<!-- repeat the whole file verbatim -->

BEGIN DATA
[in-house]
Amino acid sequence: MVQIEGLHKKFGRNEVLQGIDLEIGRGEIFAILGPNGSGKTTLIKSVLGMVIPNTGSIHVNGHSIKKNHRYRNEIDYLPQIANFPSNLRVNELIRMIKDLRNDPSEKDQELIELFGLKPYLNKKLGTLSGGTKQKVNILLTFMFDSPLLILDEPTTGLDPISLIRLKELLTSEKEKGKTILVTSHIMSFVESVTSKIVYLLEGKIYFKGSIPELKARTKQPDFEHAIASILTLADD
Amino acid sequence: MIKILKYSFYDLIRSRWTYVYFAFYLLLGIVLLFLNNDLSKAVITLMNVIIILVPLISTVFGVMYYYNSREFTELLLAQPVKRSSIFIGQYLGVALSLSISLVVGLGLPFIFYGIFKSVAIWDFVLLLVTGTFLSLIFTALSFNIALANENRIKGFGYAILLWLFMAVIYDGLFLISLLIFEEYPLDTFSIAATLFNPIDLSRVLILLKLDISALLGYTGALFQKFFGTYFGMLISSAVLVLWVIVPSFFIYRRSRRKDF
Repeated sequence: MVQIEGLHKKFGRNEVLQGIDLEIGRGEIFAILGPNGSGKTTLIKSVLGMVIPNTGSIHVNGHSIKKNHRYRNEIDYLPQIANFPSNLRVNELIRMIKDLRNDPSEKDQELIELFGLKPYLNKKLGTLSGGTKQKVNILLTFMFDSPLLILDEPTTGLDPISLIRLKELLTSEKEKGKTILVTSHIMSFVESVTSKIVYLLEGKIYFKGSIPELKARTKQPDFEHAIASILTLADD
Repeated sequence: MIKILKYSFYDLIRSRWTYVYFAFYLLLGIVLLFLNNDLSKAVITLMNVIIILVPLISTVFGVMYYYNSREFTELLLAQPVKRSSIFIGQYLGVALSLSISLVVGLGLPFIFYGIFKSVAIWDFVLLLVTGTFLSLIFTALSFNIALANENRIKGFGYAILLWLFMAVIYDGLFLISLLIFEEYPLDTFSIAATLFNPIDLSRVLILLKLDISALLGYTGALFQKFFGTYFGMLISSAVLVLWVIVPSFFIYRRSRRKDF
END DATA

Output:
[in-house]
Amino acid sequence: MVQIEGLHKKFGRNEVLQGIDLEIGRGEIFAILGPNGSGKTTLIKSVLGMVIPNTGSIHVNGHSIKKNHRYRNEIDYLPQIANFPSNLRVNELIRMIKDLRNDPSEKDQELIELFGLKPYLNKKLGTLSGGTKQKVNILLTFMFDSPLLILDEPTTGLDPISLIRLKELLTSEKEKGKTILVTSHIMSFVESVTSKIVYLLEGKIYFKGSIPELKARTKQPDFEHAIASILTLADD
Amino acid sequence: MIKILKYSFYDLIRSRWTYVYFAFYLLLGIVLLFLNNDLSKAVITLMNVIIILVPLISTVFGVMYYYNSREFTELLLAQPVKRSSIFIGQYLGVALSLSISLVVGLGLPFIFYGIFKSVAIWDFVLLLVTGTFLSLIFTALSFNIALANENRIKGFGYAILLWLFMAVIYDGLFLISLLIFEEYPLDTFSIAATLFNPIDLSRVLILLKLDISALLGYTGALFQKFFGTYFGMLISSAVLVLWVIVPSFFIYRRSRRKDF
Repeated sequence: MVQIEGLHKKFGRNEVLQGIDLEIGRGEIFAILGPNGSGKTTLIKSVLGMVIPNTGSIHVNGHSIKKNHRYRNEIDYLPQIANFPSNLRVNELIRMIKDLRNDPSEKDQELIELFGLKPYLNKKLGTLSGGTKQKVNILLTFMFDSPLLILDEPTTGLDPISLIRLKELLTSEKEKGKTILVTSHIMSFVESVTSKIVYLLEGKIYFKGSIPELKARTKQPDFEHAIASILTLADD
Repeated sequence: MIKILKYSFYDLIRSRWTYVYFAFYLLLGIVLLFLNNDLSKAVITLMNVIIILVPLISTVFGVMYYYNSREFTELLLAQPVKRSSIFIGQYLGVALSLSISLVVGLGLPFIFYGIFKSVAIWDFVLLLVTGTFLSLIFTALSFNIALANENRIKGFGYAILLWLFMAVIYDGLFLISLLIFEEYPLDTFSIAATLFNPIDLSRVLILLKLDISALLGYTGALFQKFFGTYFGMLISSAVLVLWVIVPSFFIYRRSRRKDF